To the writer of this article, why blame the prosecution. He wasn’t there. Tell it as it is: The Commissioner lost the case because he failed to address the lady’s concern. Three minutes and the traffic was cleared and he brought charges.

  2. Agustas Carr says:

    The Commissioner could have simply take a video or a series of photos of the scene with his personal phone and exhibited them in evidence. This would have given the court a clearer picture of the circumstances surrounding the case for a better determination.

    This appears to be more about the rude behavior of the accused and not about the other facts at hand. Every driver of a vehicle have a duty of care to other road users. It doesn’t matter who you are. It’s just a matter of courtesy. How a Police Officer approach a situation can easily determine its outcome.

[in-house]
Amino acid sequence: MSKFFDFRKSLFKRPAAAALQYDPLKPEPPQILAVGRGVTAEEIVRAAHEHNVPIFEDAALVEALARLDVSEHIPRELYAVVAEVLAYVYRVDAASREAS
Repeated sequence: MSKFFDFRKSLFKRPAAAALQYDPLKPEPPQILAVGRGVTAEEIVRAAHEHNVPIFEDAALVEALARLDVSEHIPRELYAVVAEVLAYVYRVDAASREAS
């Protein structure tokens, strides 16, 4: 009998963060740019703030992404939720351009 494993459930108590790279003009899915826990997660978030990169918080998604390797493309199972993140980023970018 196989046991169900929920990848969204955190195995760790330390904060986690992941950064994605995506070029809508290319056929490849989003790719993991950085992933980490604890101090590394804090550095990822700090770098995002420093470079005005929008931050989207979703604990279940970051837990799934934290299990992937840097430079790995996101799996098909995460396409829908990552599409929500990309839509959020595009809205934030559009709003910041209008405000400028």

Time to introduce body cam for all police officers for the avoidance of doubt.

  3. The COP thinks he is somehow better than his fellow Vincentians. Whenever he is involved in a case he takes on an attitude of superiority and never-wrong. Last time he manhandled a driver even before he had arrested the man. Since [they] like sue so much somebody should sue him. This man isn’t suited for the COP position; always giggling like a little girl.

  4. Colin, please stop make the majority of lawyers look like our L.L.B.s are from Angostura Bitters Bottling Company!